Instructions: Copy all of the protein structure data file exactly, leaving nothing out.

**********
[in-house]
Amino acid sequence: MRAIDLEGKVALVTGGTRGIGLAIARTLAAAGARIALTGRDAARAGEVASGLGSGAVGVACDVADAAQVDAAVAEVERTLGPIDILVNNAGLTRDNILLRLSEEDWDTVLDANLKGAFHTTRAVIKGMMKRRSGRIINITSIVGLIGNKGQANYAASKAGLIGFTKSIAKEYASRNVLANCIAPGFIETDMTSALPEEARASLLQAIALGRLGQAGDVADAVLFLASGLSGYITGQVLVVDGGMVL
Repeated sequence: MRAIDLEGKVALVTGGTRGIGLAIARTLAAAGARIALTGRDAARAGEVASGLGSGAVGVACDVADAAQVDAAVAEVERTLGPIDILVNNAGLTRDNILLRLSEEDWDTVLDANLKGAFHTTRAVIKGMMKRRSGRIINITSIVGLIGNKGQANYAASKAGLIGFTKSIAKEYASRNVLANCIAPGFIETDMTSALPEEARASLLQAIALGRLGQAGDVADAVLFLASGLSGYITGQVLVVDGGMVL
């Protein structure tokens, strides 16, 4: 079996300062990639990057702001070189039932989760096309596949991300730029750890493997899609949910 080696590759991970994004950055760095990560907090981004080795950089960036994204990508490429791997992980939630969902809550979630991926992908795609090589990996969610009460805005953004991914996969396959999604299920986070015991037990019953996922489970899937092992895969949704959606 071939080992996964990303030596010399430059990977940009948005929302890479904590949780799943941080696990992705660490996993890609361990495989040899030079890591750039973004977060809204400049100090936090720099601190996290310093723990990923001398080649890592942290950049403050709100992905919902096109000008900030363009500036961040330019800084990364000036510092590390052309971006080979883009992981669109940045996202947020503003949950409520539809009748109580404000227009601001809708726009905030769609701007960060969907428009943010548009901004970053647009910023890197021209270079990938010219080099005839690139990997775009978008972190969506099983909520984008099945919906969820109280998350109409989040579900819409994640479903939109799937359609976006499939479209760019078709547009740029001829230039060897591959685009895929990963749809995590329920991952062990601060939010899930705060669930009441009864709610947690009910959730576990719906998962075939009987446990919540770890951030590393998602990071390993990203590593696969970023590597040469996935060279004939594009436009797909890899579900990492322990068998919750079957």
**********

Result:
[in-house]
Amino acid sequence: MRAIDLEGKVALVTGGTRGIGLAIARTLAAAGARIALTGRDAARAGEVASGLGSGAVGVACDVADAAQVDAAVAEVERTLGPIDILVNNAGLTRDNILLRLSEEDWDTVLDANLKGAFHTTRAVIKGMMKRRSGRIINITSIVGLIGNKGQANYAASKAGLIGFTKSIAKEYASRNVLANCIAPGFIETDMTSALPEEARASLLQAIALGRLGQAGDVADAVLFLASGLSGYITGQVLVVDGGMVL
Repeated sequence: MRAIDLEGKVALVTGGTRGIGLAIARTLAAAGARIALTGRDAARAGEVASGLGSGAVGVACDVADAAQVDAAVAEVERTLGPIDILVNNAGLTRDNILLRLSEEDWDTVLDANLKGAFHTTRAVIKGMMKRRSGRIINITSIVGLIGNKGQANYAASKAGLIGFTKSIAKEYASRNVLANCIAPGFIETDMTSALPEEARASLLQAIALGRLGQAGDVADAVLFLASGLSGYITGQVLVVDGGMVL
């Protein structure tokens, strides 16, 4: 079996300062990639990057702001070189039932989760096309596949991300730029750890493997899609949910 080696590759991970994004950055760095990560907090981004080795950089960036994204990508490429791997992980939630969902809550979630991926992908795609090589990996969610009460805005953004991914996969396959999604299920986070015991037990019953996922489970899937092992895969949704959606 071939080992996964990303030596010399430059990977940009948005929302890479904590949780799943941080696990992705660490996993890609361990495989040899030079890591750039973004977060809204400049100090936090720099601190996290310093723990990923001398080649890592942290950049403050709100992905919902096109000008900030363009500036961040330019800084990364000036510092590390052309971006080979883009992981669109940045996202947020503003949950409520539809009748109580404000227009601001809708726009905030769609701007960060969907428009943010548009901004970053647009910023890197021209270079990938010219080099005839690139990997775009978008972190969506099983909520984008099945919906969820109280998350109409989040579900819409994640479903939109799937359609976006499939479209760019078709547009740029001829230039060897591959685009895929990963749809995590329920991952062990601060939010899930705060669930009441009864709610947690009910959730576990719906998962075939009987446990919540770890951030590393998602990071390993990203590593696969970023590597040469996935060279004939594009436009797909890899579900990492322990068998919750079957």